Elise had already made friends with her roommate, a little dumpling of a girl by the name of Agnes Olive Miggs, and was calling her A.O. as every one else did. In five minutes Mary was calling her A.O. too, and wishing a little enviously that either one of these bright friendly girls could have fallen to her lot instead of the polite iceberg she had run away from.

"But I won't complain of her to them," she thought loyally. "Maybe she'll improve on acquaintance and be so nice that I'd be sorry some day that I said anything against her."

Several other girls came in while she sat there, and a box of candy was passed around. Finding herself in the company of congenial young spirits was a new experience for Mary.

"Now I know what it means to be 'in the swim,'" she thought exultantly. "I feel like a duck who has found a whole lake to swim in, when it has never had anything bigger than a puddle before."

The sensation was so exhilarating that it prompted her to exert herself to keep on saying funny things and send her audience off into gales of laughter. And all the time the consciousness deepened that they really liked her, that she was really entertaining them.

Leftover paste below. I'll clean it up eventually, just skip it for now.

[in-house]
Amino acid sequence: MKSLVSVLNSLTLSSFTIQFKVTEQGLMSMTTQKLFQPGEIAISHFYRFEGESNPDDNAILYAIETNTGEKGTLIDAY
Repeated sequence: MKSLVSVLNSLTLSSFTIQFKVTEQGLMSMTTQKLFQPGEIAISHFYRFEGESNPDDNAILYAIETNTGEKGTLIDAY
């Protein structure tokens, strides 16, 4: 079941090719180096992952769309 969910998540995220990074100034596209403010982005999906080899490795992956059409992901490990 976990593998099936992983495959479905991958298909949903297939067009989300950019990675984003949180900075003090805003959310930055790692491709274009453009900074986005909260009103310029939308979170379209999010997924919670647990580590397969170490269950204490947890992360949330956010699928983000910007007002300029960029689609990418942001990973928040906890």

After lunch the day went by in a rush. Each teacher met her classes, programmes were arranged and lessons assigned. By night Mary had made the acquaintance of every girl in the Freshman class and many of the others. She started to her room all aglow with the new experiences, thinking that if she could only find Ethelinda responsive it would put the finishing touch to a perfect day. Betty was in the upper hall surrounded by an admiring circle, for all the old girls who remembered her as the star of her class, and all the new ones who had been attracted to her from the moment they saw her were crowding around her as if she were holding some kind of court. It was a moment of triumph for Mary when Betty laughingly excused herself from them all and drew her aside.